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Today, Eiso and I went for a walk and ended up on a bench in the Presidio where we had the most beautiful view over San Francisco. Sitting there made me fully appreciate how much I will miss San Francisco when we are back in Amsterdam. I will miss the views, the huge parks where you smell the trees even though there’s a busy road only a few meters away. I will very much miss the coffee bar around the corner where they serve the best Almond Cappuccino (and where I am sitting now, typing this).

But what I will miss most is the way I feel here. San Francisco makes me fully appreciate the fact that everything is possible. Living here, meeting the people I’ve met and seeing the shops, restaurants and businesses I’ve seen, has made me realize I can earn my money in pretty much any way I can imagine. So many people here seem to be living their dream. And mine!

Before, I was perfectly happy with my 9-6 job working for ministries and the Amsterdam municipality. My work was interesting, diverse. I did things that were in line with my talents and I felt appreciated. All the things a great job should have and I never thought about leaving it: where else would I find a job just as nice?

I never realized fully that it is possible to approach work from a completely different perspective: as something you can form around your lifestyle, and not the other way around.
In San Francisco, I have seen the most creative combinations of work, hobby & passion: being self-employed, running a business or several of them and working from home. One woman I have met is in private equity and she’s also a successful jewelry designer. She works from home (as does her husband), seems to be spending more time in the park with her kids then I do and lives in one of the best neighborhoods of the city.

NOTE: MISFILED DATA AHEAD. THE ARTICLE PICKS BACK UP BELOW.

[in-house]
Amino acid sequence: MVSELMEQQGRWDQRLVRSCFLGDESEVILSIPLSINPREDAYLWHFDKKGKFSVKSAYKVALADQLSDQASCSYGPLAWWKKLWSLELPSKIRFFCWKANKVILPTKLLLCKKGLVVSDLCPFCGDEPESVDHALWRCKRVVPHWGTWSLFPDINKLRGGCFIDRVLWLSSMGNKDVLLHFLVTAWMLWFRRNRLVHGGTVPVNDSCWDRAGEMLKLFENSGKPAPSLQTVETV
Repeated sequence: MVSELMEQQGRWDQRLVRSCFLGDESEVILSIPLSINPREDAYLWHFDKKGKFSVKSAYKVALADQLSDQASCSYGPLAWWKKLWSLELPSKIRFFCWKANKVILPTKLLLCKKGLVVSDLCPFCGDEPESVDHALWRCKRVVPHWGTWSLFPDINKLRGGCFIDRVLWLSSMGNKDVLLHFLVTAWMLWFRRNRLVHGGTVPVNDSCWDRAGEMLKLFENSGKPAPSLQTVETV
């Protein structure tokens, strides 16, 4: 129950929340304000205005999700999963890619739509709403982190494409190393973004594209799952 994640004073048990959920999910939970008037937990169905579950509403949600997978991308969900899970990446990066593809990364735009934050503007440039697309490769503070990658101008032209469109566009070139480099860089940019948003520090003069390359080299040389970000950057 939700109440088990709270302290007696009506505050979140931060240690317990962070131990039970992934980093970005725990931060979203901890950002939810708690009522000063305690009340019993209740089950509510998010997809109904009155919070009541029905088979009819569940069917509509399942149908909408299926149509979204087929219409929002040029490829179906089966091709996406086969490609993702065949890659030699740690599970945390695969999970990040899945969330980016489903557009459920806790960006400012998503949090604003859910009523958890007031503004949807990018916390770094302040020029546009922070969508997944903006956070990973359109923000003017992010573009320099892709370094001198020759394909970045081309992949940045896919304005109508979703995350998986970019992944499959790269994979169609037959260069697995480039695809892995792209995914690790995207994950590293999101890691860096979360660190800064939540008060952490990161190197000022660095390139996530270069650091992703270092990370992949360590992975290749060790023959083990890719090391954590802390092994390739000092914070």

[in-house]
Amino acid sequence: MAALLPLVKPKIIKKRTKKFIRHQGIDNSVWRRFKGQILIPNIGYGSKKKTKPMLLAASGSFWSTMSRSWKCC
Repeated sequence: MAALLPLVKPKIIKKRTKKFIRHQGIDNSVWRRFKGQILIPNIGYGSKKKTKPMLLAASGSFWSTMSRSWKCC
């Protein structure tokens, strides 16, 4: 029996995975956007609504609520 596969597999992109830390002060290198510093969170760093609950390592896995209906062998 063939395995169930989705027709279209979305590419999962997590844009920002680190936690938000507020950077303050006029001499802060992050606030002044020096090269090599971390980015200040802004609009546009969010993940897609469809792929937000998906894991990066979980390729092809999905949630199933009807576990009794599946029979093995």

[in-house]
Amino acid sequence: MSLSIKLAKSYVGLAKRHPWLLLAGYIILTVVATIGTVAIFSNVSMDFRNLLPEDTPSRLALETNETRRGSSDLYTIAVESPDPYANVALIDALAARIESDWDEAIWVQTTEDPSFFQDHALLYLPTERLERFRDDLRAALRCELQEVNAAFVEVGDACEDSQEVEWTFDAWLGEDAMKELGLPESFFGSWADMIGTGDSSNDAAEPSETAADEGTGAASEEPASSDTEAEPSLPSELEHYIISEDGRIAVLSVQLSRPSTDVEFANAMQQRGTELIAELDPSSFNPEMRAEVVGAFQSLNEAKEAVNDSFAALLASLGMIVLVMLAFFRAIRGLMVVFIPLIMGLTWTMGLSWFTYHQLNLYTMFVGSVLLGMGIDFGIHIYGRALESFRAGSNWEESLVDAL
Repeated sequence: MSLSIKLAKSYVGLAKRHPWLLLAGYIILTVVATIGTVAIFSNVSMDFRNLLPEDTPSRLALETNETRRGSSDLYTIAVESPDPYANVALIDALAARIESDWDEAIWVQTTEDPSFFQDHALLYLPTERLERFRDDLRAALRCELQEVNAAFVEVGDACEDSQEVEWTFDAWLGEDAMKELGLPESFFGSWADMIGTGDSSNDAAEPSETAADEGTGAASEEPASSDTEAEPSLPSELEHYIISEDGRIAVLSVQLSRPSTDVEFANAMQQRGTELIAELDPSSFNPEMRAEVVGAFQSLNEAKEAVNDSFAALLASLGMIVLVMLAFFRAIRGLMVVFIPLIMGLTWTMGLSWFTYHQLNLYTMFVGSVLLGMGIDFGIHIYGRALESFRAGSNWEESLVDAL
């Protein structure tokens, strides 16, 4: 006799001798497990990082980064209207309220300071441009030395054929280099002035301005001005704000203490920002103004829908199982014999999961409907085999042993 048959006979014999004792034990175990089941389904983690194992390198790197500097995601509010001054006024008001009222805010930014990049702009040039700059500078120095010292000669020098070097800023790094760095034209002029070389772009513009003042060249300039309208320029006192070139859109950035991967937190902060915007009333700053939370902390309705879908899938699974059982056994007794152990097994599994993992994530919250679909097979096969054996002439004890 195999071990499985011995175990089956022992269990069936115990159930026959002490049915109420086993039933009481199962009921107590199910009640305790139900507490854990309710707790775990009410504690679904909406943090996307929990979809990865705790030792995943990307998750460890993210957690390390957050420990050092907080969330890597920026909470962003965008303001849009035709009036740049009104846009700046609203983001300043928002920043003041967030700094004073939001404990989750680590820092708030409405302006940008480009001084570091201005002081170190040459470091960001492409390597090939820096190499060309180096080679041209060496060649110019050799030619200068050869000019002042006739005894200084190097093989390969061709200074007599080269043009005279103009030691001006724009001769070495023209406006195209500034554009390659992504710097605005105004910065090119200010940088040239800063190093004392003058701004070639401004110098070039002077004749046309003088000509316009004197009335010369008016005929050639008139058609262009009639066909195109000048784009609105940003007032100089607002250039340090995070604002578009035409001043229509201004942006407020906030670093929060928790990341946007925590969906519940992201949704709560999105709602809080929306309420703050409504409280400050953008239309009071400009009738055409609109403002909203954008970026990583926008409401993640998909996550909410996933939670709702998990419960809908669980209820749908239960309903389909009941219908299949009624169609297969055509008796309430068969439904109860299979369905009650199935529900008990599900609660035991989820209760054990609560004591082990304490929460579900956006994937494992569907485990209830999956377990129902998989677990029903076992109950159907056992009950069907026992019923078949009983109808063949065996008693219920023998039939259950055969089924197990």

Nobody here seems surprised when she tells this, because most people have similar work-life-styles.
Everybody seems to be working flexible hours. Going along with the flow.
And that is exactly what I want for my coming ‘job’. I want it to be my passion. I want it to feel not like work, but like fulfilling my life’s purpose.

Living here made me see that if all these people can make a living by doing exactly what they like to be doing, so can I. There is absolutely no reason why a blow dry bar on Fillmore street would work (Yes, really! They only blow dry hair. No cutting involved. And it’s always busy), and my biz in developing leadership wouldn’t. Realizing this really helps me to keep my new year’s resolution to silence my lizard brain.

Of course, I could have come to this conclusion in Amsterdam. There are tons of inspirational people and business there as well. I think why I only started to see it when we moved to San Francisco, is because of two things: first, living in a new country opens up your heart & mind like nothing else does. The last few months I absorbed tons more than I would have in a familiar surrounding, digesting it and coming up with an amazing amount of things I would like to do with it.  And second: the people I know here all seem to be doing it, so it’s perfectly normal. It seems to be an exception if you have a ‘normal’ job. That realization created a whole new mindset for me.

Being here for the past months has been a huge inspiration. My head is spinning with so many ideas that I don’t even have enough time to do them all at once – and I love it!
My challenge now is of course to put all – or at least a reasonable amount – of these ideas into action.
And to keep my heart and my mind wide open when we’re back in Amsterdam.

In the comments below, I would love to hear your experiences with moving to another country or any other major change for that matter. What tips do you have to keep the groove, after things get back to normal?

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